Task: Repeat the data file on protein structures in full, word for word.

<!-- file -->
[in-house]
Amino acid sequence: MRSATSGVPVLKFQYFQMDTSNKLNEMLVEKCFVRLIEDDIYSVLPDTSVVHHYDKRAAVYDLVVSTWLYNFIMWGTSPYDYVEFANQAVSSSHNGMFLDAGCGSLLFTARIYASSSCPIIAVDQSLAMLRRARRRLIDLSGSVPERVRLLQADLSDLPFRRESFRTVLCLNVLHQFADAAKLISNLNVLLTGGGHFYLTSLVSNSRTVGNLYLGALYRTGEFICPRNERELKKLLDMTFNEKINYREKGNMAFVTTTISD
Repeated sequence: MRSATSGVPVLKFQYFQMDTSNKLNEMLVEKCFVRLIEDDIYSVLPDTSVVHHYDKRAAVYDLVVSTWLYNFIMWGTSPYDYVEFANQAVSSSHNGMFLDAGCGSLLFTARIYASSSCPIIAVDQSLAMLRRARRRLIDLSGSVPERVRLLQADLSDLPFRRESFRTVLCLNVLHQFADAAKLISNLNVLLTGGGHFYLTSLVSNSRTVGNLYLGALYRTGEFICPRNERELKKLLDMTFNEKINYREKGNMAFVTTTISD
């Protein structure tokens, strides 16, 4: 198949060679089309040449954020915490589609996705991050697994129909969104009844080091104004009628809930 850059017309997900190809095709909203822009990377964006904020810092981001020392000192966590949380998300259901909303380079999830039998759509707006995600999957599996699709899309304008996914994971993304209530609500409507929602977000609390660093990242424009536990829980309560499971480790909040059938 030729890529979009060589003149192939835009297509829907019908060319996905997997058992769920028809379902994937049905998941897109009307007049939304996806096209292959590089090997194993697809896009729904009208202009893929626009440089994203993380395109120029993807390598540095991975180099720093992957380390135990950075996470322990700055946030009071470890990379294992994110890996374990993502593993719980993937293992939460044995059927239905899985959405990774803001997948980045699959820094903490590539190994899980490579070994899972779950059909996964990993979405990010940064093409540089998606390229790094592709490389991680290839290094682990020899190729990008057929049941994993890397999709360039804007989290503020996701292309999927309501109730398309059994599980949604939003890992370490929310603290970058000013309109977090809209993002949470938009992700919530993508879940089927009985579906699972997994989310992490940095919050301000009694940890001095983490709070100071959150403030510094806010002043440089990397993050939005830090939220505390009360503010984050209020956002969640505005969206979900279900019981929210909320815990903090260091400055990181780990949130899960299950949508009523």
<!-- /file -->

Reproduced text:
[in-house]
Amino acid sequence: MRSATSGVPVLKFQYFQMDTSNKLNEMLVEKCFVRLIEDDIYSVLPDTSVVHHYDKRAAVYDLVVSTWLYNFIMWGTSPYDYVEFANQAVSSSHNGMFLDAGCGSLLFTARIYASSSCPIIAVDQSLAMLRRARRRLIDLSGSVPERVRLLQADLSDLPFRRESFRTVLCLNVLHQFADAAKLISNLNVLLTGGGHFYLTSLVSNSRTVGNLYLGALYRTGEFICPRNERELKKLLDMTFNEKINYREKGNMAFVTTTISD
Repeated sequence: MRSATSGVPVLKFQYFQMDTSNKLNEMLVEKCFVRLIEDDIYSVLPDTSVVHHYDKRAAVYDLVVSTWLYNFIMWGTSPYDYVEFANQAVSSSHNGMFLDAGCGSLLFTARIYASSSCPIIAVDQSLAMLRRARRRLIDLSGSVPERVRLLQADLSDLPFRRESFRTVLCLNVLHQFADAAKLISNLNVLLTGGGHFYLTSLVSNSRTVGNLYLGALYRTGEFICPRNERELKKLLDMTFNEKINYREKGNMAFVTTTISD
């Protein structure tokens, strides 16, 4: 198949060679089309040449954020915490589609996705991050697994129909969104009844080091104004009628809930 850059017309997900190809095709909203822009990377964006904020810092981001020392000192966590949380998300259901909303380079999830039998759509707006995600999957599996699709899309304008996914994971993304209530609500409507929602977000609390660093990242424009536990829980309560499971480790909040059938 030729890529979009060589003149192939835009297509829907019908060319996905997997058992769920028809379902994937049905998941897109009307007049939304996806096209292959590089090997194993697809896009729904009208202009893929626009440089994203993380395109120029993807390598540095991975180099720093992957380390135990950075996470322990700055946030009071470890990379294992994110890996374990993502593993719980993937293992939460044995059927239905899985959405990774803001997948980045699959820094903490590539190994899980490579070994899972779950059909996964990993979405990010940064093409540089998606390229790094592709490389991680290839290094682990020899190729990008057929049941994993890397999709360039804007989290503020996701292309999927309501109730398309059994599980949604939003890992370490929310603290970058000013309109977090809209993002949470938009992700919530993508879940089927009985579906699972997994989310992490940095919050301000009694940890001095983490709070100071959150403030510094806010002043440089990397993050939005830090939220505390009360503010984050209020956002969640505005969206979900279900019981929210909320815990903090260091400055990181780990949130899960299950949508009523």